Podcast #140 Phrasal Verbs with COME – Part 2

Published in the category Grammar and Usage, Phrasal Verbs

COME AT

The phrasal verb come at means to attack.

Whatever Julia said, it made the young man furious. He came at her with a knife.

 

COME BACK

The phrasal verb come back can mean to return to a place.

She lived in Tunisia for five years. Then she came back to her native country.

 

Come back can mean to return to a person.

Don’t you dare walk away from me! Come back here!

Carlos decided he did not want a divorce. He came back to his wife.

 

If you remember something that you had forgot you can say it is coming back to you.

I had forgot about the night of the hurricane. Now it’s all coming back to me.

 

COME BY

When something is difficult to get or acquire, you can say it is hard to come by.

These days a bank loan is hard to come by.

Good programmers are hard to come by.

 

 

COME DOWN

The phrasal verb come down means to decrease.

The price of gas has come down since last year.

After the aspirin her temperature came down.

 

COME DOWN ON

The phrasal verb come down on means to punish or scold, often with force. The phrase you most often hear is to come down on like a ton of bricks.

My boss was furious about the way I handled an important customer. He came down on me like a ton of bricks.

 

COME DOWN WITH

To come down with an illness means to become sick with that illness.

I think I’m coming down with a cold.

 

COME FROM

The expression to come from is used to indicate a country of origin.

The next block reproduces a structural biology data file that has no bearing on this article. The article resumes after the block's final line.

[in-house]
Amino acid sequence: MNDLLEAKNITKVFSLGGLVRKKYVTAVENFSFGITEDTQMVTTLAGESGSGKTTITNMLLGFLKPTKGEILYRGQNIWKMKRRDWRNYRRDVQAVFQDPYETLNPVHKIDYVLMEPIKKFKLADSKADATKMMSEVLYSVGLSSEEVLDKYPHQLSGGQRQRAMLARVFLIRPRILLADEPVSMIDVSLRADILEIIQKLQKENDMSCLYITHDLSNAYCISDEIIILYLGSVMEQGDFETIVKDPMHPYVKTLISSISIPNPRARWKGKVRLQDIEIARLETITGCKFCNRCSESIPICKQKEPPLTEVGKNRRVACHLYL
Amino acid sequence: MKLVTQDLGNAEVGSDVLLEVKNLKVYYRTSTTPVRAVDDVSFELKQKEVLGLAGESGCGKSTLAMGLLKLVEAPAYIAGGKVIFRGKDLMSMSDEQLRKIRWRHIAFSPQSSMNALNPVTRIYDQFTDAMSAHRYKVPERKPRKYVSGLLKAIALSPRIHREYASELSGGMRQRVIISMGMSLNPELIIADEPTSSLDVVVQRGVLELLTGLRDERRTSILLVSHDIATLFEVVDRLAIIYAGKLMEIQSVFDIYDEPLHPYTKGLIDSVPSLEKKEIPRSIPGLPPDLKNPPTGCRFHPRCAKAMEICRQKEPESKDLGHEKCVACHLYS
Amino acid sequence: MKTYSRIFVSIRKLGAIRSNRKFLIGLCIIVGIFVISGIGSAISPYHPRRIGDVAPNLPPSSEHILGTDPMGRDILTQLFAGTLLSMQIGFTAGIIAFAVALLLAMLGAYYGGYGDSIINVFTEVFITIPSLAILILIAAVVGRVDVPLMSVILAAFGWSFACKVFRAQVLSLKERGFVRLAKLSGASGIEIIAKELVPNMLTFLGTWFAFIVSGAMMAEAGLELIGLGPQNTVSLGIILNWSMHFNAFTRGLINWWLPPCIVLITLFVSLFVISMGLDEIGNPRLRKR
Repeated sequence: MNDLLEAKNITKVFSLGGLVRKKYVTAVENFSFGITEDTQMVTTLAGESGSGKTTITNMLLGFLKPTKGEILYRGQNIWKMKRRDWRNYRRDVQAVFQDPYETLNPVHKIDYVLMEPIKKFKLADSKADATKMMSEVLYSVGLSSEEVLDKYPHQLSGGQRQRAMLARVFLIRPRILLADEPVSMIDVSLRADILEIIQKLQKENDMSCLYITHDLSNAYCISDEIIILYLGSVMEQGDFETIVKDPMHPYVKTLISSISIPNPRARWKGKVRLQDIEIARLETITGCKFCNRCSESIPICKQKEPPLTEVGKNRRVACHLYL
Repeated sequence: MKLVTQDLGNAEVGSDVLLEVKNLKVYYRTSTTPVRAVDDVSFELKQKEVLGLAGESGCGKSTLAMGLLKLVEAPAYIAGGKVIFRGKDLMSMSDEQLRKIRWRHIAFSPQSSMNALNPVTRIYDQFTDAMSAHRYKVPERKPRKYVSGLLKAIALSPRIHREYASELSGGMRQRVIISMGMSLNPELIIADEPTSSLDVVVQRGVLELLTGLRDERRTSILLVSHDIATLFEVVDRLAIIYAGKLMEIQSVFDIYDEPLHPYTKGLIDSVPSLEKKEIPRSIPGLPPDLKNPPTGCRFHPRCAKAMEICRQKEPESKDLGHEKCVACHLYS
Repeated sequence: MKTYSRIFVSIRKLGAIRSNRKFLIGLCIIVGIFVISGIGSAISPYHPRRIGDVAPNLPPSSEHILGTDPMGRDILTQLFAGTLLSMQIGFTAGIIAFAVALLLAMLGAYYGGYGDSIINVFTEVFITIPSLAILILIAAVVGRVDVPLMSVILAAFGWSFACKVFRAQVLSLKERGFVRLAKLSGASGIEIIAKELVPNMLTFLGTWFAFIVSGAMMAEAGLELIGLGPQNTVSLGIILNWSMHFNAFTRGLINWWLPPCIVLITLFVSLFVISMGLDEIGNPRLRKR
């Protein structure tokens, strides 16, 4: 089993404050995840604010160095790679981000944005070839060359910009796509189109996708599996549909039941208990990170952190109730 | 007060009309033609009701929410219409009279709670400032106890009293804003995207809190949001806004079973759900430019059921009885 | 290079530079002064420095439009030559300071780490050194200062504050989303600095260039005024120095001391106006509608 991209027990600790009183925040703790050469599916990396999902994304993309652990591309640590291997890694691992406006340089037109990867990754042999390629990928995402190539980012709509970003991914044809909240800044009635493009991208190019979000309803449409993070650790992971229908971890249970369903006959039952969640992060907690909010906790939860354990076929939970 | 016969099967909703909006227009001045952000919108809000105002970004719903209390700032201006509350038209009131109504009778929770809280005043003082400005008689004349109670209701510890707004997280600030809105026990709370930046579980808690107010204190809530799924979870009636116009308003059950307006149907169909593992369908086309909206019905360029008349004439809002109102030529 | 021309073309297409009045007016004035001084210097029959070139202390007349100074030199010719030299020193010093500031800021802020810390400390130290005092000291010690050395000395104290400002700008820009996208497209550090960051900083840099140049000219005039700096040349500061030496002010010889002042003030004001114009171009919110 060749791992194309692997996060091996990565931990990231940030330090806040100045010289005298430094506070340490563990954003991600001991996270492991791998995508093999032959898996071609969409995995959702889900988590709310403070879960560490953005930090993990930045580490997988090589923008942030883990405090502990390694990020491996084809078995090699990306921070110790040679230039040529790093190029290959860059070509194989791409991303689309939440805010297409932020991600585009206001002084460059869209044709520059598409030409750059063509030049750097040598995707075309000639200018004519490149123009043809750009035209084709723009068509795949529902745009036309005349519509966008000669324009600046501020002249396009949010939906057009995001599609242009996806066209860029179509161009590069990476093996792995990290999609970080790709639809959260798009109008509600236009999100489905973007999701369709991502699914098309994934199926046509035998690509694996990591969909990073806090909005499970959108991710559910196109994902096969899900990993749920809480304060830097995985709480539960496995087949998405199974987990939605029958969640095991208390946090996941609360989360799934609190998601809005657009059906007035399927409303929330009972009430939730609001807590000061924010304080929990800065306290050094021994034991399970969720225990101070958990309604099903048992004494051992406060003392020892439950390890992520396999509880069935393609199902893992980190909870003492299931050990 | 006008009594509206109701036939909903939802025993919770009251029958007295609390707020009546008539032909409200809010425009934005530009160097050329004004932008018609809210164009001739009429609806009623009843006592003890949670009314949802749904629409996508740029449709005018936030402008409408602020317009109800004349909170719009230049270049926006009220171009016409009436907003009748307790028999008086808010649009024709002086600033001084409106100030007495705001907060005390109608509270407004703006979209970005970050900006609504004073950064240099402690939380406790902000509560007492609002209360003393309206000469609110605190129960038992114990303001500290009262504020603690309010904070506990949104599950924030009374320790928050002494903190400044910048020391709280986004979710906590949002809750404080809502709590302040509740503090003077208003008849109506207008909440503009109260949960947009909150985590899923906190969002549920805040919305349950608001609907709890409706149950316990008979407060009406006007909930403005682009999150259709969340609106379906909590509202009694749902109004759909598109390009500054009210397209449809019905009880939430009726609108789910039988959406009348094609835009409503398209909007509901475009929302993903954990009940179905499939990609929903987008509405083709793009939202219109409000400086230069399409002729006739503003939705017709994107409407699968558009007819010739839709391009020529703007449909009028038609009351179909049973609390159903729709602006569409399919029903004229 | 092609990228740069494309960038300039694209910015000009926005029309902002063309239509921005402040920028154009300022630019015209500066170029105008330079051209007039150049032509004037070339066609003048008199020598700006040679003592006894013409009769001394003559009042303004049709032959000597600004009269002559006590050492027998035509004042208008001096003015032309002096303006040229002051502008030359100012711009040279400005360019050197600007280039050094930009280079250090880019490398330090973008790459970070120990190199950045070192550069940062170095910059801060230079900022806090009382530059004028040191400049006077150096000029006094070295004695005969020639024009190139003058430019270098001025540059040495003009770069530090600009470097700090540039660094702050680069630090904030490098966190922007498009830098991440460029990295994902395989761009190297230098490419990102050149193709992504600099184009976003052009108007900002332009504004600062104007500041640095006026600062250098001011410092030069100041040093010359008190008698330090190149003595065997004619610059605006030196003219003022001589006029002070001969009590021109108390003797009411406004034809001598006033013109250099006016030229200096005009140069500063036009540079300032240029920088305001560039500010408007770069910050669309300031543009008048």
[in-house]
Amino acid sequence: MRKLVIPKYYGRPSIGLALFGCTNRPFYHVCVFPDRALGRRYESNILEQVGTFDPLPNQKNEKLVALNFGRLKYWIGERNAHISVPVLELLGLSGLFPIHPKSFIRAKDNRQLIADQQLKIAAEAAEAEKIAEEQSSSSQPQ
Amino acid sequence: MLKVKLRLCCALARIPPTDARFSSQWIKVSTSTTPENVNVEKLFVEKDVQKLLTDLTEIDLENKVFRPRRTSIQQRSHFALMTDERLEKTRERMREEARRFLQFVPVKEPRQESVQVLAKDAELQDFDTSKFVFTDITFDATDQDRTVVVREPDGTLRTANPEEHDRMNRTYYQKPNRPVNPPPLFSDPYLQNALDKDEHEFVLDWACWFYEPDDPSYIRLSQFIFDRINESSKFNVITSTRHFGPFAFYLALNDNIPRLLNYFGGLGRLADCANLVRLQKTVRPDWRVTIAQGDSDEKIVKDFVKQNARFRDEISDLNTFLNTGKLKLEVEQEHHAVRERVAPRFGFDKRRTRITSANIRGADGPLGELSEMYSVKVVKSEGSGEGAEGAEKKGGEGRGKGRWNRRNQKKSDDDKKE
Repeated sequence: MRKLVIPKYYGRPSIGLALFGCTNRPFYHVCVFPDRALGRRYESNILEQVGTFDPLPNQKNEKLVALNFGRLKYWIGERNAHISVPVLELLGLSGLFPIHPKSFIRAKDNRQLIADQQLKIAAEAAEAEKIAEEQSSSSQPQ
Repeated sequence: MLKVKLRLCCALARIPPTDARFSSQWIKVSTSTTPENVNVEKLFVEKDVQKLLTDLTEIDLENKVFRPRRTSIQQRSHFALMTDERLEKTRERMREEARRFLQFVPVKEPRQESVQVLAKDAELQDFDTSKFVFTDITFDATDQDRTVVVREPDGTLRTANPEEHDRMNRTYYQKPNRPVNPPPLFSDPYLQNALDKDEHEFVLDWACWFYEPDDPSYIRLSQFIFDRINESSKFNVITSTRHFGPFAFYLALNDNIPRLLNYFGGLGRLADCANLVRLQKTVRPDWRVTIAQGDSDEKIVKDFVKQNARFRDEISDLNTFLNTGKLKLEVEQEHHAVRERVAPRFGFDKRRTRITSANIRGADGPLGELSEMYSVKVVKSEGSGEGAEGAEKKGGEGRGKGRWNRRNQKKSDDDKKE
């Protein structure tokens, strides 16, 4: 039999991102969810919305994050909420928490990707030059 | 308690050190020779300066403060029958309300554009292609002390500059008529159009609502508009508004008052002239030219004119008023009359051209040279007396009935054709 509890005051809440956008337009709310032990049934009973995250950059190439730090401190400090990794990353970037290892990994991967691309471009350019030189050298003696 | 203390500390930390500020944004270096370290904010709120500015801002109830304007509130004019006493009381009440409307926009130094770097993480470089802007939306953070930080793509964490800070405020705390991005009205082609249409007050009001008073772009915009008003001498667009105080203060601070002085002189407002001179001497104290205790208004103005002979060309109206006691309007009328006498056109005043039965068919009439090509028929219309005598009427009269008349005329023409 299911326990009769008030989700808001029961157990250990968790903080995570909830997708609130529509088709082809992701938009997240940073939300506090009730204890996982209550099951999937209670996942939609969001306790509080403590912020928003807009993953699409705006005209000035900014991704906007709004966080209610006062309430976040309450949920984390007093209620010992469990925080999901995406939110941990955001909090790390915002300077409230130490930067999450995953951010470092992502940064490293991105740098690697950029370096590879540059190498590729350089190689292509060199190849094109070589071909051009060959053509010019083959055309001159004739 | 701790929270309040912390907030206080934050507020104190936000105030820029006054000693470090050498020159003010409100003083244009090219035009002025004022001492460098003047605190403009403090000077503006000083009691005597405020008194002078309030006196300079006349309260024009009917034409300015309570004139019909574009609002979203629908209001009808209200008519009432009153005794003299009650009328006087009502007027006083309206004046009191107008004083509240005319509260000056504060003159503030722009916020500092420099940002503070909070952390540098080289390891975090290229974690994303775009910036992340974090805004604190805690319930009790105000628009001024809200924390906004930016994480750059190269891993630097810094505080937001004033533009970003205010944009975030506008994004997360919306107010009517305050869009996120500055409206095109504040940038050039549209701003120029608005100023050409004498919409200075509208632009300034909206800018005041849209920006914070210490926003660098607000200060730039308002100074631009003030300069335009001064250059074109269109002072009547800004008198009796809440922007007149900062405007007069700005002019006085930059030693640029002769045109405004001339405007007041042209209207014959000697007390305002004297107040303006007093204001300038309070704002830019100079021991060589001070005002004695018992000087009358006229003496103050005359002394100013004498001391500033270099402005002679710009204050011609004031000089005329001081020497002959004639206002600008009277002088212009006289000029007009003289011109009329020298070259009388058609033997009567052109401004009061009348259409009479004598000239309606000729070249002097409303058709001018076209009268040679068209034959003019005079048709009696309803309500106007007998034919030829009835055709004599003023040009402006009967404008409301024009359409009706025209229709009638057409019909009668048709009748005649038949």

Those two girls come from Nigeria.

All my furniture comes from Italy.

 

In everyday speech, the expression coming from can refer to an understanding of another person’s reasoning.

You are not making any sense. Where are you coming from?

I don’t agree with everything she says. But I see where she’s coming from.

 

COME IN

The phrasal verb come in can carry the idea of arriving or becoming available.

The new car models are coming in next month.

Data has started coming in from the satellite.

The horse I bet on came in last.

 

Come in can mean to take on a specified role or perform a specific task.

We need somebody to make sure our advertisements are getting to the right people. That’s where you come in.

 

COME INTO

When you come into some money, that means you inherited it.

She came into a fortune when her uncle died.

 

COME LOOSE

When an object is restrained from moving and it becomes free, you can say it has come loose. This has the same meaning as become loose.

Several bricks in my garden wall have come loose.

The temperature dial on this stove has come loose.

 

COME OF

You can use the phrasal verb come of to indicate a result or consequence. In this usage, the meaning come of is close to the meaning of result from.

He still has to work at age 75. That’s what comes of not saving money.

Did anything come of all your job applications?

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